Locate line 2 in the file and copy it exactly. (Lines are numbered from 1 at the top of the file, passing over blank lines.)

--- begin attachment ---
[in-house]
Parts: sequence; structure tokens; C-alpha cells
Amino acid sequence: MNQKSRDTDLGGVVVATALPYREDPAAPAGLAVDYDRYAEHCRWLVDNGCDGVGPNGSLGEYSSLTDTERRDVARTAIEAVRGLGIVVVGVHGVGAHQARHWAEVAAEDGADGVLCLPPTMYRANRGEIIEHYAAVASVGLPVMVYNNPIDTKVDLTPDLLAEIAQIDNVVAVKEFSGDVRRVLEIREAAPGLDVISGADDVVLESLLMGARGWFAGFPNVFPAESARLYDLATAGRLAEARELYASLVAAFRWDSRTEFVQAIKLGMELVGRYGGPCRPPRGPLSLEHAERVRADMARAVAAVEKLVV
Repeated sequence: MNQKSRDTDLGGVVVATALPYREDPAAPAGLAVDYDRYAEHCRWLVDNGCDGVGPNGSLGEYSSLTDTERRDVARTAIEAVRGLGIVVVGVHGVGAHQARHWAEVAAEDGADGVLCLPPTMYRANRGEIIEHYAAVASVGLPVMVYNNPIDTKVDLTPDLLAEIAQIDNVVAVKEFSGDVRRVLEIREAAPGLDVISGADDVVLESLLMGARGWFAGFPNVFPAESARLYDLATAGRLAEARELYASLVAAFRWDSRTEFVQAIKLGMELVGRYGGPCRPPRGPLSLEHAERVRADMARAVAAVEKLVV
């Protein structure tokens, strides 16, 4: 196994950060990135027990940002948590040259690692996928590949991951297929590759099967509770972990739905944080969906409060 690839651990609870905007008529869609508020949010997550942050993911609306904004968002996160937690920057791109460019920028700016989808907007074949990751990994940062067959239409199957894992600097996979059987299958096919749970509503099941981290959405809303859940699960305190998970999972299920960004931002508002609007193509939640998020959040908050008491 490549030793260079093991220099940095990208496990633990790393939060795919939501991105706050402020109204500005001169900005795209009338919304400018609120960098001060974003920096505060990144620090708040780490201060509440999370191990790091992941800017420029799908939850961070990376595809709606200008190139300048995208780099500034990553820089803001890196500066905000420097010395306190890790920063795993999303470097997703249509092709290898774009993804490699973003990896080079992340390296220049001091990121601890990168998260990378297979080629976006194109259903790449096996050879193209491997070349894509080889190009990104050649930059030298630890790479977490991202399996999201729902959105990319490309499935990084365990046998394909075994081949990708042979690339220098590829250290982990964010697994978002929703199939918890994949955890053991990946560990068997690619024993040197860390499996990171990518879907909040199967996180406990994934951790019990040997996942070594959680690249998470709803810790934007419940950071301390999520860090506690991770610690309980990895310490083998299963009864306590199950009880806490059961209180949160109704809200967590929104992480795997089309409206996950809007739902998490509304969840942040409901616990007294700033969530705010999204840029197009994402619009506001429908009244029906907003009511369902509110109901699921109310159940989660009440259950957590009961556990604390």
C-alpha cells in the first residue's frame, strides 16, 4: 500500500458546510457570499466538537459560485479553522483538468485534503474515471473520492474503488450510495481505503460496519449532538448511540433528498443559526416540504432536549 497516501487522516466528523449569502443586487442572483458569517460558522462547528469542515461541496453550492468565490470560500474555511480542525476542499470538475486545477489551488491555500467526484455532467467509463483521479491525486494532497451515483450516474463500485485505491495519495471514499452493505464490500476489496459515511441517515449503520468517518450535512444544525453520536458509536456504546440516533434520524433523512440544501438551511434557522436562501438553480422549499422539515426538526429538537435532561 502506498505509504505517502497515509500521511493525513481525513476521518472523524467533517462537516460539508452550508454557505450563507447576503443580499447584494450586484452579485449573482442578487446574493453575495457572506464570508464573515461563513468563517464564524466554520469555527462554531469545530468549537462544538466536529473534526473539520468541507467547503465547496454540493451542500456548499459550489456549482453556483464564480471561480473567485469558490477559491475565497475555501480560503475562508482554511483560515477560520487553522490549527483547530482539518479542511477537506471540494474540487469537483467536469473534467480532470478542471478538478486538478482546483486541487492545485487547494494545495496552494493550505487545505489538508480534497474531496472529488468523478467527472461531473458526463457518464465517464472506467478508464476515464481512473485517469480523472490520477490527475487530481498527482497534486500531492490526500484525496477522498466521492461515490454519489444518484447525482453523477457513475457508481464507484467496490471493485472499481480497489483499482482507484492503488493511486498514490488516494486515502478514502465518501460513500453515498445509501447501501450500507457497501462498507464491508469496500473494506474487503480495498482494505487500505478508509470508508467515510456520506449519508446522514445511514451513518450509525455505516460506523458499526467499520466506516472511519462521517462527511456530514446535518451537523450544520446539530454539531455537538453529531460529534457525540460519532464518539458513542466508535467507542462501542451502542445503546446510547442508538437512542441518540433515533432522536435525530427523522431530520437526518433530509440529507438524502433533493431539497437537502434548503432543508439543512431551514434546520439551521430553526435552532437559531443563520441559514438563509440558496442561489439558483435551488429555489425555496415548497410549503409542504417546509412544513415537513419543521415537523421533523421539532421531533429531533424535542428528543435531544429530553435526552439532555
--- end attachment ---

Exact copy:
Parts: sequence; structure tokens; C-alpha cells